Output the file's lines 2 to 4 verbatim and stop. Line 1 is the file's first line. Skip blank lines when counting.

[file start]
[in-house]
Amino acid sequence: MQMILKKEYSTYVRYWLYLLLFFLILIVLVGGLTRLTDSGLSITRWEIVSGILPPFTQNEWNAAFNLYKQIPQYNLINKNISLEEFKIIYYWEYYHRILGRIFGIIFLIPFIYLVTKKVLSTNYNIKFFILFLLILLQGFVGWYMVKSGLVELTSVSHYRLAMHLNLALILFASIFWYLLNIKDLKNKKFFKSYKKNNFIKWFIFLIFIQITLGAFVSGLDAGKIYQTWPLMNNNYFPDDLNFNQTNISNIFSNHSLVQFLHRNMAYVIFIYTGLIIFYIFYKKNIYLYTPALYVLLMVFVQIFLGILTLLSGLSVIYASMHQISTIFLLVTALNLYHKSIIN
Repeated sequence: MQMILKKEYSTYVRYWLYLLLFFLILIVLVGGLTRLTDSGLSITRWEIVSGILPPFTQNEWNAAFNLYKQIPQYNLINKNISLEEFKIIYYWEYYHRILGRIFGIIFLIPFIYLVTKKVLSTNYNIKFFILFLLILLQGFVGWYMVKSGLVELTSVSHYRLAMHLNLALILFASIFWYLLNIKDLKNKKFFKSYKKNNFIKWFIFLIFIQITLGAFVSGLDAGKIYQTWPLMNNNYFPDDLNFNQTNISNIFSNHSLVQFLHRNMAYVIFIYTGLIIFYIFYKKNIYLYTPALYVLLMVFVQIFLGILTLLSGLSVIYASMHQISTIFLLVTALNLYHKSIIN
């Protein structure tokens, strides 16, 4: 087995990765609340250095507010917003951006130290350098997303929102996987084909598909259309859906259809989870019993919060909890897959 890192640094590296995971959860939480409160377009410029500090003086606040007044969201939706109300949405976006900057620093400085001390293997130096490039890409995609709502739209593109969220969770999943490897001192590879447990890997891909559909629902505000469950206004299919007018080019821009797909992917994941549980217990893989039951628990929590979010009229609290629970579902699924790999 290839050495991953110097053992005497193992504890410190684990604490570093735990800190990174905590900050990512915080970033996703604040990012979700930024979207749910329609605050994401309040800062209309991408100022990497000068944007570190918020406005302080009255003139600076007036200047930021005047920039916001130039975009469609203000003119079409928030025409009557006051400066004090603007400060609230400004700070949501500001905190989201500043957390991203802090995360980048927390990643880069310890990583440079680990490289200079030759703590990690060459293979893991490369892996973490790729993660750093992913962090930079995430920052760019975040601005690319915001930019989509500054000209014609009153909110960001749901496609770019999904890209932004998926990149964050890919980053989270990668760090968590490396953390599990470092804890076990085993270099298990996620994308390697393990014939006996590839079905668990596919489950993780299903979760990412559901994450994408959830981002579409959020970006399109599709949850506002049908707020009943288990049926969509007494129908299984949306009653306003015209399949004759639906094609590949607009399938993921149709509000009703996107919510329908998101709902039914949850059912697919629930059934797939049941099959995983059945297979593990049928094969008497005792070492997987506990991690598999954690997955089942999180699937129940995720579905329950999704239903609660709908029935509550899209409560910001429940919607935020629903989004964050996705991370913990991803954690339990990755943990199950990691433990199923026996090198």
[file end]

Amino acid sequence: MQMILKKEYSTYVRYWLYLLLFFLILIVLVGGLTRLTDSGLSITRWEIVSGILPPFTQNEWNAAFNLYKQIPQYNLINKNISLEEFKIIYYWEYYHRILGRIFGIIFLIPFIYLVTKKVLSTNYNIKFFILFLLILLQGFVGWYMVKSGLVELTSVSHYRLAMHLNLALILFASIFWYLLNIKDLKNKKFFKSYKKNNFIKWFIFLIFIQITLGAFVSGLDAGKIYQTWPLMNNNYFPDDLNFNQTNISNIFSNHSLVQFLHRNMAYVIFIYTGLIIFYIFYKKNIYLYTPALYVLLMVFVQIFLGILTLLSGLSVIYASMHQISTIFLLVTALNLYHKSIIN
Repeated sequence: MQMILKKEYSTYVRYWLYLLLFFLILIVLVGGLTRLTDSGLSITRWEIVSGILPPFTQNEWNAAFNLYKQIPQYNLINKNISLEEFKIIYYWEYYHRILGRIFGIIFLIPFIYLVTKKVLSTNYNIKFFILFLLILLQGFVGWYMVKSGLVELTSVSHYRLAMHLNLALILFASIFWYLLNIKDLKNKKFFKSYKKNNFIKWFIFLIFIQITLGAFVSGLDAGKIYQTWPLMNNNYFPDDLNFNQTNISNIFSNHSLVQFLHRNMAYVIFIYTGLIIFYIFYKKNIYLYTPALYVLLMVFVQIFLGILTLLSGLSVIYASMHQISTIFLLVTALNLYHKSIIN
């Protein structure tokens, strides 16, 4: 087995990765609340250095507010917003951006130290350098997303929102996987084909598909259309859906259809989870019993919060909890897959 890192640094590296995971959860939480409160377009410029500090003086606040007044969201939706109300949405976006900057620093400085001390293997130096490039890409995609709502739209593109969220969770999943490897001192590879447990890997891909559909629902505000469950206004299919007018080019821009797909992917994941549980217990893989039951628990929590979010009229609290629970579902699924790999 290839050495991953110097053992005497193992504890410190684990604490570093735990800190990174905590900050990512915080970033996703604040990012979700930024979207749910329609605050994401309040800062209309991408100022990497000068944007570190918020406005302080009255003139600076007036200047930021005047920039916001130039975009469609203000003119079409928030025409009557006051400066004090603007400060609230400004700070949501500001905190989201500043957390991203802090995360980048927390990643880069310890990583440079680990490289200079030759703590990690060459293979893991490369892996973490790729993660750093992913962090930079995430920052760019975040601005690319915001930019989509500054000209014609009153909110960001749901496609770019999904890209932004998926990149964050890919980053989270990668760090968590490396953390599990470092804890076990085993270099298990996620994308390697393990014939006996590839079905668990596919489950993780299903979760990412559901994450994408959830981002579409959020970006399109599709949850506002049908707020009943288990049926969509007494129908299984949306009653306003015209399949004759639906094609590949607009399938993921149709509000009703996107919510329908998101709902039914949850059912697919629930059934797939049941099959995983059945297979593990049928094969008497005792070492997987506990991690598999954690997955089942999180699937129940995720579905329950999704239903609660709908029935509550899209409560910001429940919607935020629903989004964050996705991370913990991803954690339990990755943990199950990691433990199923026996090198």